The pandemic stole many things from us, including the ability to gather to mourn the dead. I attended three Zoom memorial services in 2020 and 2021, helping to organize two of them. While I’m grateful for the technology that allowed far-flung people to visit virtually, I’m acutely aware of what we all missed: The hugs, the ritual, the side conversations, the food, the hugs. We missed the arm squeezes and pats, the ruffling of our hair, the footsteps and laughter of small children, the cries of babies and the rumbling of our elders. We missed being together in space and time with people who we normally would have seen with our loved one, and feeling their presence in the company of others who loved them.
My mother’s memorial service took place online, and it was beautiful. So many people attended from all over the country, and I’m grateful for all of the memories shared. We put together a slide show of her life, we had music that she loved playing in the background. One of her former colleagues from the University of Washington spoke, and my sister and I both spoke as well.
But when UC Davis Hospice invited me to an in-person Night of Remembrance for all of the people who died on their hospice service in the last year, I decided to attend.
This is out of character for me. Attend an event with a bunch of strangers I don’t know? Wow, no thank you. As an introvert, I’d rather just stay home and read a book. Yet I felt compelled by the idea of communal mourning, of the ritual of saying goodbye. I thought there might be people from the bereavement support group or from the hospice service there who I might know. So I went.
Upon arrival, I immediately wanted to run away. However, some nice young women greeted me, offering up a basket where I could choose a smooth stone labeled “Love” or “Hope” and a packet of seeds. They gave me a program. People slowly arrived, grabbing food arranged on a long table and talking quietly. I spotted the facilitator of my bereavement support group talking in a corner. We had only met on Zoom, and I was wearing a mask at the memorial service. When I said her name she looked puzzled, so I dropped my mask and framed my face with my hands and she said “Melissa!” and we both laughed. We talked for a few minutes. She squeezed my arm and we hugged before parting.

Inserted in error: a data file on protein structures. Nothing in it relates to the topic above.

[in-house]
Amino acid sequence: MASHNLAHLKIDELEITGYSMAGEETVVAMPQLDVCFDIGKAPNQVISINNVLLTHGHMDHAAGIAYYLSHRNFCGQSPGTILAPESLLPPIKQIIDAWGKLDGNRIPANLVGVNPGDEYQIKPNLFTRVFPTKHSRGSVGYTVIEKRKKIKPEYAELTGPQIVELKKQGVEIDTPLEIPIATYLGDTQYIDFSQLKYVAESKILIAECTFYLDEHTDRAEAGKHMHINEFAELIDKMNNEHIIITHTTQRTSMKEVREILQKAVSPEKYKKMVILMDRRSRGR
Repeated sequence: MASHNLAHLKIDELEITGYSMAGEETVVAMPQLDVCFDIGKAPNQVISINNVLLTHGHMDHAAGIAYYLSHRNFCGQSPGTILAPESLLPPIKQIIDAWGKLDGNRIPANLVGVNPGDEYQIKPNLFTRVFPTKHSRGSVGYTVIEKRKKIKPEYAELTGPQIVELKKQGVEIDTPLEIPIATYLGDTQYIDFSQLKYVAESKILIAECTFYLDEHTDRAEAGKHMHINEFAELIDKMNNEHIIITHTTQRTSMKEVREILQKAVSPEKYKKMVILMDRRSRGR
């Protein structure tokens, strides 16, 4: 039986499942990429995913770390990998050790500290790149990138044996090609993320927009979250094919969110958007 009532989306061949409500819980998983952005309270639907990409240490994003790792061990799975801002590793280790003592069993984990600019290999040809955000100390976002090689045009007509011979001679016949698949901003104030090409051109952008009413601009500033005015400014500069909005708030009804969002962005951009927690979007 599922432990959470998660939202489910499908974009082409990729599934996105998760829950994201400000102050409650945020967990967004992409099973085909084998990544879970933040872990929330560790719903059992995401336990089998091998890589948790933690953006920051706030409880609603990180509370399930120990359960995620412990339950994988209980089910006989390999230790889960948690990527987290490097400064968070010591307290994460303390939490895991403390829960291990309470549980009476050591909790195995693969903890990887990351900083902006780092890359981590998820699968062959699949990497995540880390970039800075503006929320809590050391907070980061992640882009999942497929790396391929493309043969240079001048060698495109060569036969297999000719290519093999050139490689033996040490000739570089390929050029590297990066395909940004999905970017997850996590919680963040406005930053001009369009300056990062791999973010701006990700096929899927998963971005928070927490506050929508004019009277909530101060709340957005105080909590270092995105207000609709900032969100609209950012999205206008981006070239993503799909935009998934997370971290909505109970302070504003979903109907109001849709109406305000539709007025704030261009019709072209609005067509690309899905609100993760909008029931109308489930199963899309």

An usher told me that I would find the names of all of the people on a table at the front of the room, in order of the month of their death and in alphabetical order. She invited me to “light” a battery-operated votive candle in my loved one’s memory.
I made my way to the front of the room. The table had page after page of names, propped up in frames. Some pages had candles placed in front of them, and a few had photos of loved ones with family. A couple stood in front of one page. I moved carefully around them, looking for the month of May. I scrolled down past many names and found my mother’s name. My tears began to flow, and I lit her candle.
I started to look for a seat, and then I saw Sarah, who had been our hospice nurse for the six months leading up to my mom’s death. I wove my way over to her and we shared a huge hug. She talked about my mom, she asked after the rest of my family We laughed a little about how much everyone loves Shadow, my sweet dog. I thanked her again for all of her support. She gave my hand a squeeze.
The chaplain called us to our seats to begin the program. She read some comforting words, and an a cappella women’s choir sang beautiful melodies. Then the reading of the names began.
Three different people read the names. They read them slowly, carefully, solemnly, pausing in between each name. So many names of people who had died, just on this one hospice, just in this last year. The readers cited names of every ethnic background, every gender possibility. I held my breath at the enormous number of people who had died. I looked around the room. Everyone there had experienced the death of a loved one in the last year. Although most of us did not know one another, we had gathered to honor our dead. And while nothing can take away the sharp pain of loss when a loved one dies, being there in community helped me to feel less alone.